By Joanne Sasvari
Long before they met, Lynn Le and Steven Lee knew they wanted to open a restaurant. But it took a long time – and an even longer journey – before they would see their dream become reality.
Reality it is, though. On Aug. 1, 2012, the couple opened Chopsticks on Pho in Surrey. They’ve since developed a loyal following for their fresh, healthy and flavourful Vietnamese fare. They’ve also become proud members of their community, even though it is a world away from where they started out.
Vietnam is where they started, back in the bad old days that followed the end of the war in 1975. Many Vietnamese, especially in the south, feared retribution from the Communist government of the newly unified country, and rightly so: It is estimated that a million Vietnamese were sent to brutal prison camps after the war and some 65,000 executed. And then, in late 1978, the Indo-Chinese region degenerated into wholesale conflict.
Hundred of thousands of people – some say as many as 1.5 million – fled the country over the next several years. Because it was illegal to do so, they couldn’t very well hop a flight to freedom. Instead, they boarded rickety boats and hoped for the best.
In 1980, Steven Lee was among them. “My family came in May of 1980. I was nine years old,” he recalls. His family left from the southern part of Vietnam, after a stint in a Malaysian refugee camp. “We applied for status and Edmonton accepted us right away,” he says.
Lynn Le’s family left in 1988, when she was 11, from the northern part of Vietnam.
“We were 31 days out in the China Sea. I remember a lot of throwing up. No food. No water,” she recalls. “We got to Hong Kong and I stayed in a refugee camp for about three years. We got status with Holland, but I came over here (to Canada) for school, and met Steve and stayed.”
“I saw this girl and I thought, she’s so small, but she loves to eat!” Steven recalls. Right from the beginning, their love for food was almost as important as their love for each other. Steven says: “When we first dated, we asked each other what we wanted to do, and we both had the same thought, ‘I want to own a restaurant.’”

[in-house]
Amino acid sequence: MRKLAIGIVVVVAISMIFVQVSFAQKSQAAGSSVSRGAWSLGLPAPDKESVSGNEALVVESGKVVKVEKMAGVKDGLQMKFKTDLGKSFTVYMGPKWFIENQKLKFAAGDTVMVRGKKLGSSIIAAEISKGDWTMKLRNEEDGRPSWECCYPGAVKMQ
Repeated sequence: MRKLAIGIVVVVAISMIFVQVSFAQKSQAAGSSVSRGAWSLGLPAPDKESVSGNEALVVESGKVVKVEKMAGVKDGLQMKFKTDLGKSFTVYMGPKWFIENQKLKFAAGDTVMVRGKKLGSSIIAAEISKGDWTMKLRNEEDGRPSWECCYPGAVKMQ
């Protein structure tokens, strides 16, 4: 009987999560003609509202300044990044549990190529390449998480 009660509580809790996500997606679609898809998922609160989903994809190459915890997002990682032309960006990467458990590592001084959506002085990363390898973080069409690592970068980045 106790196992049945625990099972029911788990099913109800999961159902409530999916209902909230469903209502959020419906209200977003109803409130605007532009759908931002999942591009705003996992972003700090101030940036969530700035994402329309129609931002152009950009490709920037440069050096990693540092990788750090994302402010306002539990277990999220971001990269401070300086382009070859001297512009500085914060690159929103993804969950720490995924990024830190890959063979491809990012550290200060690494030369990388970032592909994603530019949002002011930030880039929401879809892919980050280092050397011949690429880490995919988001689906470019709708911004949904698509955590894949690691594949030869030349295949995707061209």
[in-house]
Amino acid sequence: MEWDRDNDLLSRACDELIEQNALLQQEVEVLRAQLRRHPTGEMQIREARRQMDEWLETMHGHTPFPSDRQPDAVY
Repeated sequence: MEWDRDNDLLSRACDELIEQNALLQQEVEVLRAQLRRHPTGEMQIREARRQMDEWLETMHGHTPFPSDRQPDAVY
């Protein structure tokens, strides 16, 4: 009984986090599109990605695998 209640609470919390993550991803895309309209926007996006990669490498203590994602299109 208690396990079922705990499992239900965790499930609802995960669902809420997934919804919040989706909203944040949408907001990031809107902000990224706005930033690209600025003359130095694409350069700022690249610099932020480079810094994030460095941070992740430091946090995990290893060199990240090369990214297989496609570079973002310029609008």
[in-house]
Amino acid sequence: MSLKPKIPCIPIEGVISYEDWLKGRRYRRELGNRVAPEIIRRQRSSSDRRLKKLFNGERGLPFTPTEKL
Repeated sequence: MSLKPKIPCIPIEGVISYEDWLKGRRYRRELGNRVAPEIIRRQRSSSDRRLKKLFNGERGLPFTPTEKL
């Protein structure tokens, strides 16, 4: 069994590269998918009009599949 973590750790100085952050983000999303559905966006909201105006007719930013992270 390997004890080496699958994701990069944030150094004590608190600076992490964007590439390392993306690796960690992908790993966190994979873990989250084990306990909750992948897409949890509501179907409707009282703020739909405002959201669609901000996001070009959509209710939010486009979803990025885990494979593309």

“When we opened the restaurant, it was solely based on the passion we had, but neither of us had any restaurant experience,” Lynn says.
“When we were building the restaurant, especially the kitchen, we got the equipment in and didn’t know how to work it. We did it all by ourselves,” Steve says. “There were days we literally held each other and cried.”
That was then. Now things are completely different. Now they have a whole community that loves what they are cooking up.
Lynn, the cook, calls her food “fusion-y,” with some French and Thai influences, but in fact, most of the menu is fairly traditional Vietnamese fare adapted to local ingredients. Everything is as fresh as possible, and Lynn hand picks everything from the market herself.
“Everything on the menu is strictly my recipe, but it’s influenced by my mother,” she says. “The soup itself, which is a pho noodle soup, is traditional. What I’ve fusioned is the salad rolls and few other dishes.”
Not surprisingly, the pho is the most popular dish on the menu. “It’s the broth. They love it,” Lynn says. “My favourite dish, I think, is the salad roll, with just the rice paper wrap. You can make anything into the salad roll: chicken, prawn, pork.”
They’re not just feeding the community’s appetite for fresh food, though. Every Aug. 1, on the restaurant’s anniversary, half of everything they make goes to BC Children’s hospital; then on Thanksgiving, $2 or $3 of every bowl of pho they sell goes to the SPCA.
Still, they can’t forget their past, and how far they’ve come to be where they are. As Lynn says, softly, “We remember because it was so horrific.”
“We are so happy now. It took us three years, and we have good customers and loyalty, who have been supporting us since. We have been blessed in that way,” Lynn says.
Chopsticks on Pho
101 – 15325 56th Ave.